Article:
While Lakshmi's story has a happy ending of sorts, she probably isn't typical of the approximately 20.9 people that the International Labor Organization estimates are engaged in forced labor worldwide. Of those, 4.5 million work essentially as slaves in the sex trade (others work in agriculture, manufacturing, construction and domestic work). A 2009 report from the UN Office on Drugs and Crime differs from the ILO, finding that sexual exploitation drives 79% of human trafficking. Both agree that women and girls make up 55% of trafficked peoples, a statistic that emphasizes females' relative lack of power while demonstrating that this enormous human rights issue affects them disproportionately. About 5.5 million are children who are being exploited for pornography, prostitution, sex tourism, and forced marriage as well as migrant farm work, military service, sweatshop work, and begging. In the US, the National Center for Missing and Exploited Children estimates that one out of every six runaway children is probably a victim of sex trafficking.
Human trafficking is a worldwide phenomenon. Asia has the highest quantity of human trafficking while the highest per capita occurs in Central and Southeastern Europe and the former Soviet Union. However, we should not think we are exempt; human trafficking still takes place here in the US. The most reliable estimate is that 17,500 people are trafficked into the US annually while approximately 200,000 individuals, many of whom are children, are trafficked within the US. Despite what we might think, the National Human Trafficking Hotline receives more reports of US citizens being trafficked than immigrants. Moreover, Washington, DC ranks as one of the top cities for human trafficking in the US, so it's happening right here, whether we realize it or not. Part of the reason forced labor and human trafficking is so widespread is that it generates $150 billion globally; commercial sexual exploitation accounts for $99 billion of that.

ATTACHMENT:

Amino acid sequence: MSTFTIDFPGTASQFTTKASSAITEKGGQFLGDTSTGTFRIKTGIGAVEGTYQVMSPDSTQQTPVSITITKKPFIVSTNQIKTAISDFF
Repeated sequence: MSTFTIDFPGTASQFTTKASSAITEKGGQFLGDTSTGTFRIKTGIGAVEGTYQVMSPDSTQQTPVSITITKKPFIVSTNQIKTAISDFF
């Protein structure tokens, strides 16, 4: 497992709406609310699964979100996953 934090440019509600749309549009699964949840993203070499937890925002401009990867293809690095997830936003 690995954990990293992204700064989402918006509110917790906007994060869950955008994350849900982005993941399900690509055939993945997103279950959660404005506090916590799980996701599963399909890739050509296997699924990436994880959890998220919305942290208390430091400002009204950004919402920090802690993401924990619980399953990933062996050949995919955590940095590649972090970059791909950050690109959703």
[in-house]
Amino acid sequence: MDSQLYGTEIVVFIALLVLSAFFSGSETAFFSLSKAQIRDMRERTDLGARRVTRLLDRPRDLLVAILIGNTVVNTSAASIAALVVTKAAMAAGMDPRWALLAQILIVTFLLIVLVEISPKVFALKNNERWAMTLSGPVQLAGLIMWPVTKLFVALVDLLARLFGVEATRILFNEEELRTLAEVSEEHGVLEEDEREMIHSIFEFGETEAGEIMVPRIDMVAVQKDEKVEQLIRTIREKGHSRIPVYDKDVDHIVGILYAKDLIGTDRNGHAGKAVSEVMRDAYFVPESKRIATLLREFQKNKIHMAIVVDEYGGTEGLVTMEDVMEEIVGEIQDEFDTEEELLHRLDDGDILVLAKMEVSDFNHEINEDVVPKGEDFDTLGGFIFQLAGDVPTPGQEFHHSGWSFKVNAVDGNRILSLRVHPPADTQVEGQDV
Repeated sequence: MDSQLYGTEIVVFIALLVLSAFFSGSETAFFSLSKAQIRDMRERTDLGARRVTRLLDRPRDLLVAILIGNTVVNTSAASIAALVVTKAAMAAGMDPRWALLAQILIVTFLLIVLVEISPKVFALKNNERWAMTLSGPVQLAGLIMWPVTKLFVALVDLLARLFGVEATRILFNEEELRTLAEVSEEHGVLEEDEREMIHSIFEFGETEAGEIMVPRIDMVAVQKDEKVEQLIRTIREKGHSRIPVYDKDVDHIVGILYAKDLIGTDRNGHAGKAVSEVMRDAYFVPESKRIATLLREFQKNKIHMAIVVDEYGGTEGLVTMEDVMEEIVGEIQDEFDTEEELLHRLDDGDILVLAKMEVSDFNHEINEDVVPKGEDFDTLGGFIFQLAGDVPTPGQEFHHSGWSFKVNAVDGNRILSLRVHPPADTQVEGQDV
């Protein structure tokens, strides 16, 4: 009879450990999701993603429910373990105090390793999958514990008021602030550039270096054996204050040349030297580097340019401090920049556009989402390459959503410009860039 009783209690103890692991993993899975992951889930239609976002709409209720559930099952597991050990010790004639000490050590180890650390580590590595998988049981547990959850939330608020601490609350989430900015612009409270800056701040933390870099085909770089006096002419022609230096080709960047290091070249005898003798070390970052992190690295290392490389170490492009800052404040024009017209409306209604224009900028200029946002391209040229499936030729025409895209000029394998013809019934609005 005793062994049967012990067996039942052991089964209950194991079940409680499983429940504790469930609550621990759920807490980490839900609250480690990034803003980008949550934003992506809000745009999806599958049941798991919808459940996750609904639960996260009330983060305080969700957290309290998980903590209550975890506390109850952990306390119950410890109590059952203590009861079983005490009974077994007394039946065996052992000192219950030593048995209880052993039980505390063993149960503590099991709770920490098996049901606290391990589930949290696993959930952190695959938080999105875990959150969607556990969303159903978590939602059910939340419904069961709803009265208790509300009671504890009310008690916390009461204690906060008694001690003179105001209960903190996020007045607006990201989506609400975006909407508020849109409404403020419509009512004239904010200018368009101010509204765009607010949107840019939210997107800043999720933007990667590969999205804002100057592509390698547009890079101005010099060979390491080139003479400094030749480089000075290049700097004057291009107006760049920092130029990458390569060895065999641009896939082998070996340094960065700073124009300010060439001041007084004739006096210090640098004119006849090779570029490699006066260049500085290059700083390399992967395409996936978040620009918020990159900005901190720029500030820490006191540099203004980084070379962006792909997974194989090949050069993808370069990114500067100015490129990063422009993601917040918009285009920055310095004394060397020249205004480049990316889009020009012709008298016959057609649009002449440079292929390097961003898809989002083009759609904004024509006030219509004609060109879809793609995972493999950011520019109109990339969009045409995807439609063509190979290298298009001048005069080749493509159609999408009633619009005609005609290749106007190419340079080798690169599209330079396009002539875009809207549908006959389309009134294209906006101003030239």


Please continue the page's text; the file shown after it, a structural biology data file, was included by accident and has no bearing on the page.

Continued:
The New York Times columnist Nicholas Kristof has called human trafficking "the emerging human rights issue for the 21st century" and argues that we need to call it by its true name, slavery. I'm a great fan of Kristof, but even his compelling writing on this topic hadn't grabbed my attention. It seemed like a terrible but remote issue. Then, this New Year's Eve, I had a long conversation with a friend of a friend who had become a deeply involved in fighting human trafficking through her work with the Junior League. Her passion and knowledge of the issues opened my eyes and sparked my interest.